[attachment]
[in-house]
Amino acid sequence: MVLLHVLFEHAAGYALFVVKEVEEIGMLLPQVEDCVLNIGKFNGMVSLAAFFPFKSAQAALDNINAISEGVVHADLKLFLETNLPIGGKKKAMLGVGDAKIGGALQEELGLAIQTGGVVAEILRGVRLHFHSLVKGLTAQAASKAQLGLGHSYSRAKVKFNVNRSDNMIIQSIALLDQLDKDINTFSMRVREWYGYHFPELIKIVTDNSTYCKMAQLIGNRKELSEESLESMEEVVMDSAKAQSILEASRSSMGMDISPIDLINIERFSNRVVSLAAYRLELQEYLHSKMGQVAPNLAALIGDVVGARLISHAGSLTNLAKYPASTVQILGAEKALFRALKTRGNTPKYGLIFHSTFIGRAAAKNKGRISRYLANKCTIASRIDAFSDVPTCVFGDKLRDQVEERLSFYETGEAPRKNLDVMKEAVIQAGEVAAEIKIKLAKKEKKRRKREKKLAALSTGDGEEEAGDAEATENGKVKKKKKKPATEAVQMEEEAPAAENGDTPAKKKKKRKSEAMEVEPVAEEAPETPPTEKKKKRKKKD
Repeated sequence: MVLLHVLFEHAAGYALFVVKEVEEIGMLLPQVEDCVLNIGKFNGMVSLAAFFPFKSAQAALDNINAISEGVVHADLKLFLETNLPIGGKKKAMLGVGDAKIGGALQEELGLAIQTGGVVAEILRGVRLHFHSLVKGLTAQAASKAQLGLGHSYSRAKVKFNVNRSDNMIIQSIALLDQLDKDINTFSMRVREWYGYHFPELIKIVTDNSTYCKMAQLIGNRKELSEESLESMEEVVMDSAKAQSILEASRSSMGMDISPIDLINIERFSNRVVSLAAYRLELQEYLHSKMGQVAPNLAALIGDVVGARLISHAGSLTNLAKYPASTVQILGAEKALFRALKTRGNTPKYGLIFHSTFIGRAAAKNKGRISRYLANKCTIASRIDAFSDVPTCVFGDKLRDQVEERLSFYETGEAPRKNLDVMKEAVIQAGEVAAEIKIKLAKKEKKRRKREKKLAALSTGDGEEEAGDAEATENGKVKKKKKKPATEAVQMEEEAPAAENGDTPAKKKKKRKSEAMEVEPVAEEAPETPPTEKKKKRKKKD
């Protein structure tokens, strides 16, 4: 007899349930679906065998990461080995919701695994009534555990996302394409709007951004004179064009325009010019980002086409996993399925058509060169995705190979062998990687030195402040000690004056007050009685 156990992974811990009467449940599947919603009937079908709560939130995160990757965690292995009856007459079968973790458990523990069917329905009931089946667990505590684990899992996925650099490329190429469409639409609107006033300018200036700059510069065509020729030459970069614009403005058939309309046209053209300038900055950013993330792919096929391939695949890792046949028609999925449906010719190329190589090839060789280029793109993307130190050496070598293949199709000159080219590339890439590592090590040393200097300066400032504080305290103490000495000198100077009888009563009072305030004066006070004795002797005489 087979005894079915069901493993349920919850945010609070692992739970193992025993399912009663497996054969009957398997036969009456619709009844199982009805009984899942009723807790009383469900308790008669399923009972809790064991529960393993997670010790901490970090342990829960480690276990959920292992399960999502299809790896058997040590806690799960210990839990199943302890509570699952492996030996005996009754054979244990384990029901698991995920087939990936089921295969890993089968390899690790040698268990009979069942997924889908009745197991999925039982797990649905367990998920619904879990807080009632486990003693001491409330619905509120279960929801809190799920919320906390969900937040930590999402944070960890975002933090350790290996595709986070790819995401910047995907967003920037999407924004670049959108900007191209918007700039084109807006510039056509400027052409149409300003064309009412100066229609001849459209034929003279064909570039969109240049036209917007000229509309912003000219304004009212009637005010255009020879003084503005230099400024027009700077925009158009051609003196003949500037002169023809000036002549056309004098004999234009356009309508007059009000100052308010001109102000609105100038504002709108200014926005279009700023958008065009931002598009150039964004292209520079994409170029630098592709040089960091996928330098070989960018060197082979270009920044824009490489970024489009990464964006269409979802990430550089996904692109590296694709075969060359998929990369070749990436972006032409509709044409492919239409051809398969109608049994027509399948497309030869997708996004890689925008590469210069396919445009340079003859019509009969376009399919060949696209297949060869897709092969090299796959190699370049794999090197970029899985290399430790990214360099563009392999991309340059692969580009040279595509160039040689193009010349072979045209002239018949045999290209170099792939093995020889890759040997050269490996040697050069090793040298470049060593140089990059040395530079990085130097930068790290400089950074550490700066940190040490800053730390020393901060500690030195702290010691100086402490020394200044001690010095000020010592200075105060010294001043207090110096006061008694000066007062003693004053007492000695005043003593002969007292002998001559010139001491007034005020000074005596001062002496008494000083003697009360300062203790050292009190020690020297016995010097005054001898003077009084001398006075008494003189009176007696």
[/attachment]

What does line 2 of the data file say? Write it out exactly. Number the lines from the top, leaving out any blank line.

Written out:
Amino acid sequence: MVLLHVLFEHAAGYALFVVKEVEEIGMLLPQVEDCVLNIGKFNGMVSLAAFFPFKSAQAALDNINAISEGVVHADLKLFLETNLPIGGKKKAMLGVGDAKIGGALQEELGLAIQTGGVVAEILRGVRLHFHSLVKGLTAQAASKAQLGLGHSYSRAKVKFNVNRSDNMIIQSIALLDQLDKDINTFSMRVREWYGYHFPELIKIVTDNSTYCKMAQLIGNRKELSEESLESMEEVVMDSAKAQSILEASRSSMGMDISPIDLINIERFSNRVVSLAAYRLELQEYLHSKMGQVAPNLAALIGDVVGARLISHAGSLTNLAKYPASTVQILGAEKALFRALKTRGNTPKYGLIFHSTFIGRAAAKNKGRISRYLANKCTIASRIDAFSDVPTCVFGDKLRDQVEERLSFYETGEAPRKNLDVMKEAVIQAGEVAAEIKIKLAKKEKKRRKREKKLAALSTGDGEEEAGDAEATENGKVKKKKKKPATEAVQMEEEAPAAENGDTPAKKKKKRKSEAMEVEPVAEEAPETPPTEKKKKRKKKD